crisp toast.
Chicken a la King Is often served
as the main dish of a formal luncheon
or buffet supper, but the family will
like It Just as well for dinner. The
reclpo has been tested by tho bureau
of homo economics of tho UnlteJ
Stutes Department of Agriculture.
by Lieut. Frank E. Hagart
"Heaven, Hell or Hoboken!"
Mention Clirlalnius In connection
with the World war and one thinks
first of Unit historic Christinas da
when Itrltlsli Tommy and Herman
r'rlli crawled out of their trenches and
there In the desolation of No Man's
(.and, whero I he phrase "pence on
rarth, good will lo men" was a bit let
mockery, met and friiternlr.ed for a
little while before going buck to tbs
grim tasl. of killing each other. Of
one tuny recall the Idle promjso of a
certain well Intended If III advised
"peace eipwlHIon" lo "get the boyi
out of tho Ireiiches by Christmas,"
Hut It remained for the American
fighting man to make a promise, tn
which Chrlstmns was concerned,
which win kept, llemcml er lbs
phrase, "Heaven, Hell or lloboken by
Christum I" which became a by word
In the A. 13. V. In IIMST Where did
that saying originate) General I'cr
Iblng has been credited with having
said It first. Hut then, a lot of say
ings have ben credited to the Amer
ican enmmnnder In rhlef which he
never uttered. It sounds more like the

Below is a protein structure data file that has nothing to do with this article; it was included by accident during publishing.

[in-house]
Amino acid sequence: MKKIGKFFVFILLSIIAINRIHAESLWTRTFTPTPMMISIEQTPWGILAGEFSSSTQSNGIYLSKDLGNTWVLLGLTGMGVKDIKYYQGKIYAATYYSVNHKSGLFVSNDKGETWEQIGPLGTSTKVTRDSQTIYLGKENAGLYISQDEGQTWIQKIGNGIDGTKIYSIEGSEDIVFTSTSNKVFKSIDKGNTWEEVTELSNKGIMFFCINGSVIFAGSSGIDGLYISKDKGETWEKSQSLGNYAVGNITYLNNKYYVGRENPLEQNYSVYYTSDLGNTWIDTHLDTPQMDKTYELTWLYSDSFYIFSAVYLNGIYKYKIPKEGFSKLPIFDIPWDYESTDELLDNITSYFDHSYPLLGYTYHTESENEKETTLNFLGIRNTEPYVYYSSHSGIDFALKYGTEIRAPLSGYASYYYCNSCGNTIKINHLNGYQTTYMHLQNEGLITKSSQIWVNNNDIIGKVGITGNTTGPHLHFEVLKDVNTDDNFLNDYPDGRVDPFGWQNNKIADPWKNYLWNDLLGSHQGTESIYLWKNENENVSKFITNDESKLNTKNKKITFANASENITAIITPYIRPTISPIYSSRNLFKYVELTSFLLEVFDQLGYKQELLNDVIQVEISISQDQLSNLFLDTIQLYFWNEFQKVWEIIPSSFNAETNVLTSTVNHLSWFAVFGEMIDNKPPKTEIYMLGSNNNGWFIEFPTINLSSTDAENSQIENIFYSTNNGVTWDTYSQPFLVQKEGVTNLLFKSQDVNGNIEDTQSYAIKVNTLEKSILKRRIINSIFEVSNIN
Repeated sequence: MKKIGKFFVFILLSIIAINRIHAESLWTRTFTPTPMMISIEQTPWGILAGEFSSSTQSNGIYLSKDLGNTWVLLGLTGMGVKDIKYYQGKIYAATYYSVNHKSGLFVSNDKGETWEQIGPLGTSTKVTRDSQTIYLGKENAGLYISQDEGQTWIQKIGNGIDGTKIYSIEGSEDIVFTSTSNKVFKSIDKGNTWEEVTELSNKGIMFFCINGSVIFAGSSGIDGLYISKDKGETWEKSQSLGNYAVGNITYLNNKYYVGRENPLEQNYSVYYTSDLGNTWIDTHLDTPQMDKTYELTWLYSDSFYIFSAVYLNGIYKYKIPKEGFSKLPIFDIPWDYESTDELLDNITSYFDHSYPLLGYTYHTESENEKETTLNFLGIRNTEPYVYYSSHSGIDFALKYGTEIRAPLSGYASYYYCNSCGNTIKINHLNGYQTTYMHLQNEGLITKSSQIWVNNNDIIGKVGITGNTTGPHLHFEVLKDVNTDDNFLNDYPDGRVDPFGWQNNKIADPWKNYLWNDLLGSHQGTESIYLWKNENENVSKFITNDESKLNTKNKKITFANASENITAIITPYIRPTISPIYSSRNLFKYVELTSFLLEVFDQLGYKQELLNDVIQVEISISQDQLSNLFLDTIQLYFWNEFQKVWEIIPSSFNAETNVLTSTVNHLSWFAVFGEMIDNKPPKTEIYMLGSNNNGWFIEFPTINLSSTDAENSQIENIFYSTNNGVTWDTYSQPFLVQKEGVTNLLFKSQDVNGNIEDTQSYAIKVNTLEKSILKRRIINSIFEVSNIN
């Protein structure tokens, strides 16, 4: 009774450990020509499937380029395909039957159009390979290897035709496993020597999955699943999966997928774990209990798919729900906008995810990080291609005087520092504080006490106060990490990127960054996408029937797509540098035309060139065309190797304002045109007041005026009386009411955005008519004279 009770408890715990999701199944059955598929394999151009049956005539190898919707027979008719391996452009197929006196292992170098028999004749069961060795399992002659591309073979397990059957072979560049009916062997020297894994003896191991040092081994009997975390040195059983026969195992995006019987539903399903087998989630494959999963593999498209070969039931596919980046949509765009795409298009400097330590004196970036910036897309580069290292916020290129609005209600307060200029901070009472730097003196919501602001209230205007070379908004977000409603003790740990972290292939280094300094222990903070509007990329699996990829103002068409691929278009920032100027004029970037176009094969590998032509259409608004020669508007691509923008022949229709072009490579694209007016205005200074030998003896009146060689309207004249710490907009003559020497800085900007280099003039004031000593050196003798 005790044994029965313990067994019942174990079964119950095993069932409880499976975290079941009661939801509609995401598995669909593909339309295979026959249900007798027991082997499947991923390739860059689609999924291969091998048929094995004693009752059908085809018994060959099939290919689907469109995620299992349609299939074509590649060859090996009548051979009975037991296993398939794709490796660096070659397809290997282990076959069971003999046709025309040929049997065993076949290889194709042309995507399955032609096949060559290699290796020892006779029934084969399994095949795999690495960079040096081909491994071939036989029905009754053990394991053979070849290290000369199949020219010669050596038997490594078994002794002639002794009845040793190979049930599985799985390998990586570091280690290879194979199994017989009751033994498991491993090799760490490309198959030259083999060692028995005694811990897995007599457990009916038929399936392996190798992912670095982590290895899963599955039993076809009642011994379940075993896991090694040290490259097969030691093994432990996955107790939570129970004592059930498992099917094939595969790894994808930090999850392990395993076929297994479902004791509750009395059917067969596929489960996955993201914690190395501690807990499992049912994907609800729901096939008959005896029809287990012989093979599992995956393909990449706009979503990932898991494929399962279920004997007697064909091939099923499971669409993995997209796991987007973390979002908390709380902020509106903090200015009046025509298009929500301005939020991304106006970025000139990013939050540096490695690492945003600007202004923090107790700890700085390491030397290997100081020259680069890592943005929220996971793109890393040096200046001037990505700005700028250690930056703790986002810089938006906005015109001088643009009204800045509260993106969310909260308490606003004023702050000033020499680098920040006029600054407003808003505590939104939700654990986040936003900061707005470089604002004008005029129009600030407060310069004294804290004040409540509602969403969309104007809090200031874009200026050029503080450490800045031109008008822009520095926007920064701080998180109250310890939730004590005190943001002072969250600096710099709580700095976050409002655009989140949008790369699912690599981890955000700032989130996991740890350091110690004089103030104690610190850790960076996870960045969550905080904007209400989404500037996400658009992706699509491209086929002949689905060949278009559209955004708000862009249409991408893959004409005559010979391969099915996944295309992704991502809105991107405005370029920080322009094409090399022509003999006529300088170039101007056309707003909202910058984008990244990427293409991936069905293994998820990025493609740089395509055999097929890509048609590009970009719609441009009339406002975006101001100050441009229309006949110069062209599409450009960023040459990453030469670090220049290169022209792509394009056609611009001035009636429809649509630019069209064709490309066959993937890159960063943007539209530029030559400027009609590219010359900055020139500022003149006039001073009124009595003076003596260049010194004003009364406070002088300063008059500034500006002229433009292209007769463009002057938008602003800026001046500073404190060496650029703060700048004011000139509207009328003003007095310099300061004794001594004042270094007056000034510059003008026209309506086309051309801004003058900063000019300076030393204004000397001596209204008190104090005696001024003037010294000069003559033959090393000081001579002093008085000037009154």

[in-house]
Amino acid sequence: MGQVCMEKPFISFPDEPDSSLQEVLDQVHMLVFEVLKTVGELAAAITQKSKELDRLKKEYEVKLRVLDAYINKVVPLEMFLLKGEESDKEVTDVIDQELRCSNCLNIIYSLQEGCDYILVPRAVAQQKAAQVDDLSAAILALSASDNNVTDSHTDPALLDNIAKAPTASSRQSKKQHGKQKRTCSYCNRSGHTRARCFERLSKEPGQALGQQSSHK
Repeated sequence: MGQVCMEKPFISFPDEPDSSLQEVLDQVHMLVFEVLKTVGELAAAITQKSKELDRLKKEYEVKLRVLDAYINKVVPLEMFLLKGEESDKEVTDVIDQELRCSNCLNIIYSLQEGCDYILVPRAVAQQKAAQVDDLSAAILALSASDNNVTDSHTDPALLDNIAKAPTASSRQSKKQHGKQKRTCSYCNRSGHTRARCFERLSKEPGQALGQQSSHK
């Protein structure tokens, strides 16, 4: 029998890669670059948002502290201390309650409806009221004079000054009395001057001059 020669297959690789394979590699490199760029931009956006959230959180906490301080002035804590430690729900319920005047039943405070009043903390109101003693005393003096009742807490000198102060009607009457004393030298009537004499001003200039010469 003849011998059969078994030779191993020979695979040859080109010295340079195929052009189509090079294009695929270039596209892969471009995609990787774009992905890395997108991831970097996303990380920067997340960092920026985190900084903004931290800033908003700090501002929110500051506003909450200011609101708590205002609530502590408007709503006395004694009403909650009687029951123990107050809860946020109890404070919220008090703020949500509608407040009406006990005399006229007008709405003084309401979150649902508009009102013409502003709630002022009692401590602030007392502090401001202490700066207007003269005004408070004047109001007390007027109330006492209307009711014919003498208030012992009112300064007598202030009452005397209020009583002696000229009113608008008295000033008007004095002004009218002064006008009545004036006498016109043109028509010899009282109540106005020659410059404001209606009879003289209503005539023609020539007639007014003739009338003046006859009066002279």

boast of a soldier In the rnnks than
tho prophecy of a general, and here
Is one authority for the fact that It
did originate there.
The story by J. (I. Mlnard of I'etbauv
N. Y, follows; "Shortly lifter midnight
on June 2, lt)19, I stood at the edge of
IleJIeau Wood when a battalion of ma
rines who bnd been relieved emerged
I asked the sergeant what the verdict
was and bo milled, 'Oh. we bav
their number, and II I going fo he
Heaven, Hell or Hoboken by Christ
mas.' This was the first time 1 had
beard the remark, and the next day I
embodied It In a letter home,
e e
New Yorkers of the Twenty seventh
division saw something of the mental
havoc wrought by years of enemy oc
cupation when they liberated village
after village during the closing dnys
of the war. And they will recognise
this story. It happened while one
of the outfits of llm Twenty seventh
was resting at Aresnea, which bad
Just been taken from the Germans
after four years of occupation. An
American corporal, who bad been
through much fighting without a
scratch, was killed by a stray shell
The corporal was a fine aoldler,
man of French descent who spoke the
language. He had made friends In